I was waiting at a bar yesterday, and as much as you'd probably like
this blog to be about why, I'm afraid it's going to be about a sign I
saw while waiting. And not a sign like a bright white light or a rainbow
or anything, but an actual sign. This sign posted here. And since I was
waiting, I had plenty of time to contemplate the sign. On first glance,
it looks normal enough. An advertisement for Heineken Beer on a
mirrored background, with a Mollweide projection map of the earth etched
into it. (And yeah, I had to look up "Mollweide projection.")
But as I sat there, I began to notice things about this map. Strange things. Like for instance, Greenland doesn't run east-west. I know this for a fact. I fly over Greenland almost every week. And just look at Italy. I wouldn't be caught dead in boots like that. The most sinister thing in all this is the United States. Our continent of North America has morphed into a fat amorphous blob that quite frighteningly resembles most of us.
How hard would it have been to make the map look realistic? All of us have seen normal-looking Mollweide projection maps in classrooms across the country. (You can feel free to use "Mollweide projection maps" in a sentence this week, too.) Then I had the idea, maybe the folks at Heineken wanted to display the world view you get after consuming a little too much Heineken beer.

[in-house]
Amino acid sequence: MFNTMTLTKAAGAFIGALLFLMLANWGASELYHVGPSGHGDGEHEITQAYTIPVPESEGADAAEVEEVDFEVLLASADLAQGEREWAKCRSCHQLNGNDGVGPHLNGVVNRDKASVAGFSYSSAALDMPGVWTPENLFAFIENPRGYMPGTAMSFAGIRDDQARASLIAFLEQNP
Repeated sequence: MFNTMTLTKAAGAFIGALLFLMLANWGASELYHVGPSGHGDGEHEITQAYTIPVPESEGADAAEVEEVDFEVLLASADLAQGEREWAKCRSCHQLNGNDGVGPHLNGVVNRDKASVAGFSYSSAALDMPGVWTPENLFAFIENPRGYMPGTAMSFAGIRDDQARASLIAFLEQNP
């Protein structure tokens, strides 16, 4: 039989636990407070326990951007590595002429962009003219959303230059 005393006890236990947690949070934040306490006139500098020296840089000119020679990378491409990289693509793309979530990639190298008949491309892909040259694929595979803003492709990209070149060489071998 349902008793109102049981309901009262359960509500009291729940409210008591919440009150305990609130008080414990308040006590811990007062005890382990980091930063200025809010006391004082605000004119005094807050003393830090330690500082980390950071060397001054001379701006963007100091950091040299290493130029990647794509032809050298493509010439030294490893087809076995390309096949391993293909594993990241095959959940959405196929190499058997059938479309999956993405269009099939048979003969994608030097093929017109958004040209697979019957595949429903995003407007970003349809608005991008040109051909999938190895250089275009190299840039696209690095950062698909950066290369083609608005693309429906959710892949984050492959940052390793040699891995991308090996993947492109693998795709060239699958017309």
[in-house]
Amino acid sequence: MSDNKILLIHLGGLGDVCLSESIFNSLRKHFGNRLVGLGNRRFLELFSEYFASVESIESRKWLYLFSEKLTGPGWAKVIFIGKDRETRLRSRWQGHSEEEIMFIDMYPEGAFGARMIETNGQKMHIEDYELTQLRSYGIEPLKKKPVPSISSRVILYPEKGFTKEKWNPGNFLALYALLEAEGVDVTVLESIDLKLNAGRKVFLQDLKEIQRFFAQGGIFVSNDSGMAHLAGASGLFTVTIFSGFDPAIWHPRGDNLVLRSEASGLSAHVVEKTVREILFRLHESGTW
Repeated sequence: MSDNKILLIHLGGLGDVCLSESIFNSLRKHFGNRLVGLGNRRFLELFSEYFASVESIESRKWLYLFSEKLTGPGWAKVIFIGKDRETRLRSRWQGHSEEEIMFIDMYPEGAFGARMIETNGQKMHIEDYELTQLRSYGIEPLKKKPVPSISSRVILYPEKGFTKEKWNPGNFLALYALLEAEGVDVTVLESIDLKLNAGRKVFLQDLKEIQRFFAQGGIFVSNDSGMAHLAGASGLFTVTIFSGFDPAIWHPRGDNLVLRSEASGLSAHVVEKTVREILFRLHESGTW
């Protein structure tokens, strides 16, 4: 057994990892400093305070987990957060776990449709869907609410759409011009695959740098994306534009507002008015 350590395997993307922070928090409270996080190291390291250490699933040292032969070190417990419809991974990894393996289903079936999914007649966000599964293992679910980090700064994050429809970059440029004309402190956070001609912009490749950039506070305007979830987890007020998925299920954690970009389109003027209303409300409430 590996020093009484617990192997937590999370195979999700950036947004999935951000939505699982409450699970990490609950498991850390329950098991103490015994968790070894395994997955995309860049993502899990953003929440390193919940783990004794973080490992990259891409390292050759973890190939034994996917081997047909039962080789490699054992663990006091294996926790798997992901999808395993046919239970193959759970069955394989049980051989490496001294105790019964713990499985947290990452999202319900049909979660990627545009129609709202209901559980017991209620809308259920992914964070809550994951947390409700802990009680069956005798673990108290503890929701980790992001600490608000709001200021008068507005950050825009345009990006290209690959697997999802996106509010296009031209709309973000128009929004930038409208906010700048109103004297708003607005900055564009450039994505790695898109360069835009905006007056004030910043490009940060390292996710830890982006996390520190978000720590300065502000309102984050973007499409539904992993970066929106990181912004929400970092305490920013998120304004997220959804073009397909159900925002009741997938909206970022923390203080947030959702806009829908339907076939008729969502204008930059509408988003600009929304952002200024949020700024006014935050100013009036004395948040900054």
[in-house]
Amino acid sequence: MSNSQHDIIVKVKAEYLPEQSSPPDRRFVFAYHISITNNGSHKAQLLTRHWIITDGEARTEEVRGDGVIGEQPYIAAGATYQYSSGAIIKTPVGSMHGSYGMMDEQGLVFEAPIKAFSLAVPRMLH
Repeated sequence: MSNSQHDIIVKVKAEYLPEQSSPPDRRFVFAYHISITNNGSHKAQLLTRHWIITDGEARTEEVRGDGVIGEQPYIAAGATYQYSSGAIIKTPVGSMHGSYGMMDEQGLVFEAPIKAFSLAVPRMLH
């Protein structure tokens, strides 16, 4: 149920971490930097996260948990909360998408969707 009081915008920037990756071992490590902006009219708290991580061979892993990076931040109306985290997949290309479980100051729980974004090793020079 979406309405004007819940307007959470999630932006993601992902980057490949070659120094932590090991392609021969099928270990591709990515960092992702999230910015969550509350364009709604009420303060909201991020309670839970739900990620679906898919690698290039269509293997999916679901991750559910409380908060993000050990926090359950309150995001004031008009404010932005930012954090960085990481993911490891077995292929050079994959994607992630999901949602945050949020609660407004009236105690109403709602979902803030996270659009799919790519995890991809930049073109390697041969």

Here my husband helps me with my theory by handing me a factoid from history, a little quote: "God made the earth, but the Dutch made the Netherlands." And now a horrible, terrible thought creeps into my head. You see, the Dutch did make a lot of Holland by putting up all those levies and dykes and creating all that land, raising it right up (not far!) but raising it right up out of the North Sea. Maybe this map isn't as innocent as a beer ad. Maybe it's really the secret Dutch plan of world domination! They're going to install levies and dykes until they've created much larger continents to take over, or maybe at the very least, until no one wants to vacation in Cabo anymore. ( I mean, look at it.)
I think we need to keep a very close eye on those Dutch from now on. As a matter of fact, it probably wouldn't be a bad idea to keep an eye on those folks over at Heineken, either.